It is difficult to find a more patriotic day than the 4th of July. While many problems face the country, and there are plenty of differences, most of us look forward to celebrating the birth of our nation. While we are free to hold different beliefs, Americans enjoy waving their flags and they love their country.
Our public schools are supposed to be very American. They should reflect democracy at its finest. Public schools are free and they open their doors to everyone. No one is turned away. All religions, races and those with disabilities are free to attend our public schools.
Yet public schools, while ever evolving, have always been controversial because everyone has their ideas how they should be run, what they should teach, and how it should be taught. But that is alright, because built into this “education for all” idea is the local school board.
Through elected school boards, communities across America bring together individuals to debate with each other: curriculum, school structure, and planning for the future. School boards provide an important avenue for parents and citizens to express their concerns. They can participate in group protest or speak individually. And any American can campaign to be on the school board.
Back in May, billionaire Reed Hastings of Netflix said that we should get rid of school boards. He is a supporter of charter schools and was speaking at a charter school meeting. Since more and more charter schools run on their own, they don’t require the voice of the people, your voice or mine. Hastings is on the board of Rocketship charter schools.
This criticism of school boards is not new. Those who want the privatization of public schools, don’t want school boards. Back in 2003, Chester Finn, former assistant secretary of education in the Reagan administration, said: “School boards are an aberration, an anachronism, an educational sinkhole.” See here for the full article. This is certainly not a vote of confidence in the American people.
Along with that, school boards of late, cash-strapped and vulnerable to corruption, have turned to outside groups with money. They have permitted various individuals to reshape the American school in their own vision, often with a particular ideology.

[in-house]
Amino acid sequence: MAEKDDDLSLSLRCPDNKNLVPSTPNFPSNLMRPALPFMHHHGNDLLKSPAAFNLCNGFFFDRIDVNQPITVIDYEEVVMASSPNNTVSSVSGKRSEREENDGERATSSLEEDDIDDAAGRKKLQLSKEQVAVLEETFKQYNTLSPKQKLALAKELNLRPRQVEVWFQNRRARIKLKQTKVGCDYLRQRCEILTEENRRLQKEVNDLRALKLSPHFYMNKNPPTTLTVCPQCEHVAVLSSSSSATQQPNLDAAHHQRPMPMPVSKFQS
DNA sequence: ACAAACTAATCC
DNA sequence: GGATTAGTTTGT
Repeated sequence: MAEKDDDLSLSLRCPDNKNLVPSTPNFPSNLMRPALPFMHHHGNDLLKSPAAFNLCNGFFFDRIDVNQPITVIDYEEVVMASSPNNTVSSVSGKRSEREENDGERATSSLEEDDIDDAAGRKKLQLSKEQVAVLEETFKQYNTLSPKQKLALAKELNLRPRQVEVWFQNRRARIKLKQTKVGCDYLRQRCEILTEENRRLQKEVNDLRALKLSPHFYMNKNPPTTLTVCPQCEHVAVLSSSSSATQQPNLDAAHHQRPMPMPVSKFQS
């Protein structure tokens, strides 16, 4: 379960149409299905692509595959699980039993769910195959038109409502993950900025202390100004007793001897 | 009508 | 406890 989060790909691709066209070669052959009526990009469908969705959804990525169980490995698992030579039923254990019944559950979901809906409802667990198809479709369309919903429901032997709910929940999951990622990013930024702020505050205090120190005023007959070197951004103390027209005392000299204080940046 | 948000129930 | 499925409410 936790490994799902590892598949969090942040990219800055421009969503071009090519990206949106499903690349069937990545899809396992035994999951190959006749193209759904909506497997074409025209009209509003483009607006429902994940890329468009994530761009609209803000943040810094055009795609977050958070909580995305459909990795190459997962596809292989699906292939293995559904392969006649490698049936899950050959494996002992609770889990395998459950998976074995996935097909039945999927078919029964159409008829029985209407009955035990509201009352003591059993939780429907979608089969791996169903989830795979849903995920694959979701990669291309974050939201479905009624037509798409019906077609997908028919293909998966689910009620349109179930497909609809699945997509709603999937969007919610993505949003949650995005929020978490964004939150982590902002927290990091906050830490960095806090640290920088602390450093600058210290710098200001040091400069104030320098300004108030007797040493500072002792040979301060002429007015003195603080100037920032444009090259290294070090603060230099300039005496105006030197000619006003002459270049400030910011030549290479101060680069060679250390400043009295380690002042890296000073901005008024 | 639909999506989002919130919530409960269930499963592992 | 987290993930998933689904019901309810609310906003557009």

Some of these individuals, while perhaps well-meaning, essentially push aside the voices of the community. For whatever reason, they don’t respect those voices or they believe their ideas about how to run schools are better. No longer do you get great debate, and when you do, it is often ignored.
In many places now, the school board is nothing more than a conduit for big business to move in and run schools the way they see fit. Schools are no longer American schools. They are corporate schools and they are run with a tight fist. There is a sense in most schools that there has been a real loss of freedom. Here are the examples:
1. Charter schools are run by businesses. There is little sense of community. Many are for-profit, homogenized schools that run pretty much the same. No matter how a charter school might make it look like parents are valued, they are not provided with input into the school. Parents and teachers are given rules to follow as to how they and their students must behave. They certainly don’t have a real voice in how the schools are run. “Like it or leave” it might as well be the motto. Teachers in charter schools usually have fewer credentials.
2. Common Core State Standards are another way public schools display a loss of freedom. What children learn is now designed by a privileged few, many of whom have few, if any, credentials or understanding about how children learn. The individual differences that should be valued in America, are cast aside for mundane objectives that, while meant to put everyone on the same page, lead towards commonality, not innovation. It cheapens and devalues what public schools could have been.
3. Race Relations are not enhanced with today’s schooling. Until Brown v. Board of Education, schools were separate. African-American students were taught in their own schools and were not welcome in white schools. But America said no through the courts. And for awhile, children of every race were rightly welcomed into America’s schools together. For years, school administrators and teachers struggled to help bright young people from all races and colors understand, not only schooling, but each other. Now, charter schools look like the old separate schools again. There appears to be little effort to bring races and cultures together.
4. Students with Disabilities educated in public schools also began with a struggle. For many years these children were housed in institutions. But Public Law 94-142, which later became the Individuals Disabilities Education Act, made it possible for all children, no matter the disability, to attend public school. The challenge to instruct children with differences through Individual Educational Plans, gave many hope, that all differences were good and every child had value. Helping children with disabilities, not just fit into the world, but be legitimate contributors, was a tremendous accomplishment for America. Now students with disabilities are rejected from many charter schools, and in traditional public school they are pushed to master the same material as everyone else.
There are grave problems facing America and the world. It will take bright students to tackle those problems and find solutions. It will require cooperation and understanding. It will demand education excellence. This can only happen through the collective voices of Americans, through well-run, decent school boards, who legitimately place their trust in the community and the children who live there—America’s future.
Happy 4th of July! Be careful out there!